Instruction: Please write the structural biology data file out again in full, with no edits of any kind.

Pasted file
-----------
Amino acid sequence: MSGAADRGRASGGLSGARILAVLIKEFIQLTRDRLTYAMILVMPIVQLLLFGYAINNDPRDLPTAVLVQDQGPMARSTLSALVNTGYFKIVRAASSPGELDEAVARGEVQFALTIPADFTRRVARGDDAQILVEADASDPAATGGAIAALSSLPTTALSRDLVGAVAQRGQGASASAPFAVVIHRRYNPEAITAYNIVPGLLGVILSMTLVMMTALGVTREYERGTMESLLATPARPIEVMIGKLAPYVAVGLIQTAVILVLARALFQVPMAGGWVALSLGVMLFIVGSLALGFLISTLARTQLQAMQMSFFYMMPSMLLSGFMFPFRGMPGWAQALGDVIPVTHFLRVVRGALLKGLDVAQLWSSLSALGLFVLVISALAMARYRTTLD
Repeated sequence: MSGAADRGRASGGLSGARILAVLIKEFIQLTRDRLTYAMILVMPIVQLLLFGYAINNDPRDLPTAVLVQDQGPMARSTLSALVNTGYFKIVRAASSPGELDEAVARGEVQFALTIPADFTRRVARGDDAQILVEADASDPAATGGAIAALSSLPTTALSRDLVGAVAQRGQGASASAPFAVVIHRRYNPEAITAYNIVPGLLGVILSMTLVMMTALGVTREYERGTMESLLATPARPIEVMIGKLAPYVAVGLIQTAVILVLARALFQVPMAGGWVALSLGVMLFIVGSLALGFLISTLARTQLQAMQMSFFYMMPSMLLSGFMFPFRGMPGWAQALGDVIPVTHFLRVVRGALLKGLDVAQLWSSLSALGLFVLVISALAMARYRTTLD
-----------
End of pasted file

Amino acid sequence: MSGAADRGRASGGLSGARILAVLIKEFIQLTRDRLTYAMILVMPIVQLLLFGYAINNDPRDLPTAVLVQDQGPMARSTLSALVNTGYFKIVRAASSPGELDEAVARGEVQFALTIPADFTRRVARGDDAQILVEADASDPAATGGAIAALSSLPTTALSRDLVGAVAQRGQGASASAPFAVVIHRRYNPEAITAYNIVPGLLGVILSMTLVMMTALGVTREYERGTMESLLATPARPIEVMIGKLAPYVAVGLIQTAVILVLARALFQVPMAGGWVALSLGVMLFIVGSLALGFLISTLARTQLQAMQMSFFYMMPSMLLSGFMFPFRGMPGWAQALGDVIPVTHFLRVVRGALLKGLDVAQLWSSLSALGLFVLVISALAMARYRTTLD
Repeated sequence: MSGAADRGRASGGLSGARILAVLIKEFIQLTRDRLTYAMILVMPIVQLLLFGYAINNDPRDLPTAVLVQDQGPMARSTLSALVNTGYFKIVRAASSPGELDEAVARGEVQFALTIPADFTRRVARGDDAQILVEADASDPAATGGAIAALSSLPTTALSRDLVGAVAQRGQGASASAPFAVVIHRRYNPEAITAYNIVPGLLGVILSMTLVMMTALGVTREYERGTMESLLATPARPIEVMIGKLAPYVAVGLIQTAVILVLARALFQVPMAGGWVALSLGVMLFIVGSLALGFLISTLARTQLQAMQMSFFYMMPSMLLSGFMFPFRGMPGWAQALGDVIPVTHFLRVVRGALLKGLDVAQLWSSLSALGLFVLVISALAMARYRTTLD